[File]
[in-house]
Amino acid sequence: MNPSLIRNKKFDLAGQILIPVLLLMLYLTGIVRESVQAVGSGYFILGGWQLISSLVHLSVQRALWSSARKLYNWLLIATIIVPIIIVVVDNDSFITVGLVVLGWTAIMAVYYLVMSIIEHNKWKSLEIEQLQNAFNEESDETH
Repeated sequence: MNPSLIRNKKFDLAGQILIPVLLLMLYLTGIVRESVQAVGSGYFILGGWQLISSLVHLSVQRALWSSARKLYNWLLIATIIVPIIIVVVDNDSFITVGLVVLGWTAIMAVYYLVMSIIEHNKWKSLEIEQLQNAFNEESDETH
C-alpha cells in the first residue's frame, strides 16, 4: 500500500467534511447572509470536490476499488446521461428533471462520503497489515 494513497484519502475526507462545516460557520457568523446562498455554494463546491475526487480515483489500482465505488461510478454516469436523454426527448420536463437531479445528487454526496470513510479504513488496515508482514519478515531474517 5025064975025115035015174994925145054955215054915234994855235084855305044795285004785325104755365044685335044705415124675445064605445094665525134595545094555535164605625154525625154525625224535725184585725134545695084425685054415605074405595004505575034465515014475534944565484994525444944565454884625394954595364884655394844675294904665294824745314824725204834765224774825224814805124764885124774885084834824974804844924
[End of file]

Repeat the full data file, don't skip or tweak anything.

[in-house]
Amino acid sequence: MNPSLIRNKKFDLAGQILIPVLLLMLYLTGIVRESVQAVGSGYFILGGWQLISSLVHLSVQRALWSSARKLYNWLLIATIIVPIIIVVVDNDSFITVGLVVLGWTAIMAVYYLVMSIIEHNKWKSLEIEQLQNAFNEESDETH
Repeated sequence: MNPSLIRNKKFDLAGQILIPVLLLMLYLTGIVRESVQAVGSGYFILGGWQLISSLVHLSVQRALWSSARKLYNWLLIATIIVPIIIVVVDNDSFITVGLVVLGWTAIMAVYYLVMSIIEHNKWKSLEIEQLQNAFNEESDETH
C-alpha cells in the first residue's frame, strides 16, 4: 500500500467534511447572509470536490476499488446521461428533471462520503497489515 494513497484519502475526507462545516460557520457568523446562498455554494463546491475526487480515483489500482465505488461510478454516469436523454426527448420536463437531479445528487454526496470513510479504513488496515508482514519478515531474517 5025064975025115035015174994925145054955215054915234994855235084855305044795285004785325104755365044685335044705415124675445064605445094665525134595545094555535164605625154525625154525625224535725184585725134545695084425685054415605074405595004505575034465515014475534944565484994525444944565454884625394954595364884655394844675294904665294824745314824725204834765224774825224814805124764885124774885084834824974804844924